Was New York's Obamacare rollout hit with a DDoS attack?
New York State’s health care exchange website, New York State of Health, was hit with unexpectedly high traffic on Tuesday, the first day health insurance markets were open under the Affordable Care Act.
The rush of visitors prevent many from registering for the Empire State’s new health insurance exchange. Around the country, the story was similar. But some have speculated that the problems with New York’s site weren’t just caused by thousands of eager health insurance consumers— rather, the site may have been hit by an intentional distributed denial of service (DDoS) attack launched by opponents of Obamacare.
"Since its launch, nystateofhealth.ny.gov has gotten approximately 10 million web visits, far more than was anticipated, causing login problems for users," Donna Frescatore, the program’s executive director, said in a statement. "In response to these issues, operators at the state's call center have assisted thousands of callers while our technicians have increased the site's capacity and are looking into the cause of this abnormally high traffic."
While New York is one of the most populous states in the U.S., the New York Post noted that there are only slightly over one million people in the state who lack health insurance—the group most likely to access the site to find the health insurance everyone in the nation will be required to carry when that particular provision of the Affordable Care act goes into effect next year.
Over the same period of time, Healthcare.gov, the health care exchange site operated by the federal government on behalf of the 36 states that declined to set up their own exchanges, only recorded 4.7 million hits. The website for the state of California’s exchange, likely to be the largest in the nation, received just 645,000.
Darien Kindlund, a manager at networking security firm FireEye, told the Post that a distributed denial of service attack could be the culprit. In such an attack, hackers take advantage of network of computer infected with viruses to send a torrent of traffic to a particular site in the hopes that it will crash under the server load or, at the very least, expereince a noticeable reduction in performance.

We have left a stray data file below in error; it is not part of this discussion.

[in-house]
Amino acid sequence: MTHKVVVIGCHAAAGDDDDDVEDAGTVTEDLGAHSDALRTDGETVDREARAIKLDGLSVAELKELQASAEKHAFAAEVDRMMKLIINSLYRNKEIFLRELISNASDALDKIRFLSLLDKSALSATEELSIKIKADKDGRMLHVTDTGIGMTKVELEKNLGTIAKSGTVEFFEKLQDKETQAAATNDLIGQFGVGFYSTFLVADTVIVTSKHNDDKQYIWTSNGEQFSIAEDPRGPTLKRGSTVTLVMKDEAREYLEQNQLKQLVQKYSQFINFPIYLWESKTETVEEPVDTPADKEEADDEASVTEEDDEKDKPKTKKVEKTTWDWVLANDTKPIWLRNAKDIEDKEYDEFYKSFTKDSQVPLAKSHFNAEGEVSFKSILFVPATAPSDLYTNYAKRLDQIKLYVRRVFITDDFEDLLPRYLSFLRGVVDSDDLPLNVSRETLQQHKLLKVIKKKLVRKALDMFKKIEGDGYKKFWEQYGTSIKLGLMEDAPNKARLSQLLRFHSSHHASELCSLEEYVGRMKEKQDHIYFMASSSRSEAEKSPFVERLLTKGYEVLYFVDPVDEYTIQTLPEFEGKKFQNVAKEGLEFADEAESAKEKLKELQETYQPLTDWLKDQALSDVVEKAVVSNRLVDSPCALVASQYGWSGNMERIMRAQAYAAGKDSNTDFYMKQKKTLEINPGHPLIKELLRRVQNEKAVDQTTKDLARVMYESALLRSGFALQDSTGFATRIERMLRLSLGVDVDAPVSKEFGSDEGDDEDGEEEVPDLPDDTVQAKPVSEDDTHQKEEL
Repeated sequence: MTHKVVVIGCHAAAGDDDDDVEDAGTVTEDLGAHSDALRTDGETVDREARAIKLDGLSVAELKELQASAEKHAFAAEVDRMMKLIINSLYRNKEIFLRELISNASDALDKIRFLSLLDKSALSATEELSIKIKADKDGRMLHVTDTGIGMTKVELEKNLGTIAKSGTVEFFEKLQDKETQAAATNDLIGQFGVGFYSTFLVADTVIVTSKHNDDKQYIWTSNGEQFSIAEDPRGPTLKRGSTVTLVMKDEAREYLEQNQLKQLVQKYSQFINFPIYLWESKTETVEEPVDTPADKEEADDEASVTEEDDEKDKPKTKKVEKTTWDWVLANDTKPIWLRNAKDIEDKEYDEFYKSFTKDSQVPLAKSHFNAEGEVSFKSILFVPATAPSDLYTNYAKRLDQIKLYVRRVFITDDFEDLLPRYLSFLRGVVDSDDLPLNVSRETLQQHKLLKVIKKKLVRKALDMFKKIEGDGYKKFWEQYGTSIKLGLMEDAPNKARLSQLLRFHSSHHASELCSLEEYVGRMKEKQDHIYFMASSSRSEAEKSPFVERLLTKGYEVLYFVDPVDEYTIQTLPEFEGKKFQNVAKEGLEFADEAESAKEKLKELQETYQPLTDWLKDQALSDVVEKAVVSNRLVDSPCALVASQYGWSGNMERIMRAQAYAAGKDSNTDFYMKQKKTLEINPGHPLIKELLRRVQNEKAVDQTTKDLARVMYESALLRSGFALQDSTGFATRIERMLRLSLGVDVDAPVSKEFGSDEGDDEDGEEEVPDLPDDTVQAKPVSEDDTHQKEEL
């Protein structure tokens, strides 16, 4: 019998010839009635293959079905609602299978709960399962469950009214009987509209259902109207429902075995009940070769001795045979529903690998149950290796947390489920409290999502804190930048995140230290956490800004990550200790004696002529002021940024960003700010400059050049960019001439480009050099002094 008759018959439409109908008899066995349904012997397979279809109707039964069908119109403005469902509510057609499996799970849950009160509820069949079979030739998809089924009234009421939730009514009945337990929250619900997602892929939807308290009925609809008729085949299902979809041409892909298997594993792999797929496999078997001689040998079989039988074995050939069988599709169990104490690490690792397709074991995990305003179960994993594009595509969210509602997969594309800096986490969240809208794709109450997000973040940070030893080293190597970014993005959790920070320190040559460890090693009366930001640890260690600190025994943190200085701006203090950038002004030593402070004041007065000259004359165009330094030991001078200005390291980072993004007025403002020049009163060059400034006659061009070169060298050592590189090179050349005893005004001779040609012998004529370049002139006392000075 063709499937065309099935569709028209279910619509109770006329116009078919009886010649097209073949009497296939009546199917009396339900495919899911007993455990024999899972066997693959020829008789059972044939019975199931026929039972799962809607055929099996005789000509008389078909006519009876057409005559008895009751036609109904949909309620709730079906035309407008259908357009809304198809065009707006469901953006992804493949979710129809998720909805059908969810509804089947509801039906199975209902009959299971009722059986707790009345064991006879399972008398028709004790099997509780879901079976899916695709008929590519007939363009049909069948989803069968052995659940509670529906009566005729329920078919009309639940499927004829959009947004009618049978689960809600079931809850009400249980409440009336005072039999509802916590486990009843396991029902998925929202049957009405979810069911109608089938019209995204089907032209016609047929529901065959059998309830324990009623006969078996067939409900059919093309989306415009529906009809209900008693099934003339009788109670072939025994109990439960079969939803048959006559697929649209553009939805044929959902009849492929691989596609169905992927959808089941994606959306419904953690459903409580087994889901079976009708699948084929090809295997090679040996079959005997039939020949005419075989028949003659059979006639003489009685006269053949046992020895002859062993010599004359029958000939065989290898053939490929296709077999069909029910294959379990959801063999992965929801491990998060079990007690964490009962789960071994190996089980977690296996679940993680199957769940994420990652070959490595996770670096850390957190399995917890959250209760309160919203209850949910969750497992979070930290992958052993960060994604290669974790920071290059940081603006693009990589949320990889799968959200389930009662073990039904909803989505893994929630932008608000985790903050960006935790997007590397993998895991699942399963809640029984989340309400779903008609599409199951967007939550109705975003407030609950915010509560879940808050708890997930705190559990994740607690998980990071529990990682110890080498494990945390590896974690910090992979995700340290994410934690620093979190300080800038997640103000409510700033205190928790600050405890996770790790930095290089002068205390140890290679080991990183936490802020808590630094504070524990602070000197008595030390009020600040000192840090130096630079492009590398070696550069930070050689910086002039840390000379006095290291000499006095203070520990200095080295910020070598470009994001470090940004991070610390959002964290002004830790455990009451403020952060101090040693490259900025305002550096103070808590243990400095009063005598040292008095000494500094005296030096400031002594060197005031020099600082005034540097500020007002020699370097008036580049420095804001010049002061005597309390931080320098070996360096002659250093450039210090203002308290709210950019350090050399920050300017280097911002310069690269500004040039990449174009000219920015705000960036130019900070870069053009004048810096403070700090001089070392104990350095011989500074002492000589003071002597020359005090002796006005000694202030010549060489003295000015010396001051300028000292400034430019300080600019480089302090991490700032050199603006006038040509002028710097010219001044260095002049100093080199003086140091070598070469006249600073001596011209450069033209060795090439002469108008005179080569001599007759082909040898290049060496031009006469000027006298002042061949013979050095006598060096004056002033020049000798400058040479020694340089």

“The numbers are fairly compelling,” Kindlund said.
Even so, security specialists interviewed by the New York Times shrugged off suggestions of foul play, saying the high traffic to the New York site could have simply been the result of a successful advertising campaign and a wave of media coverage pointing millions of curious Americans of all stripes to visit the site, not just those lacking coverage.
Matthew Prince, founder of the San Francisco-based content delivery network Cloudflare, told the Times that, if they were really interested in making a good first impression, states like New York could have planned ahead for this early surge of interest in the exchanges.
“At the end of the day, you can solve these problems by throwing more money at them,” Prince explained. “In this case, they could have built an entire data center to accommodate first- and second-day traffic, but at some point, it would have sat empty.”
A banner still present on the New York State of Health website reads, “Due to overwhelming interest in the NY State of Health - including millions of visits during the first few days of site launch - the health exchange is currently having log in issues. We encourage users who are unable to log in to come back to the site later when these issues will be resolved.”
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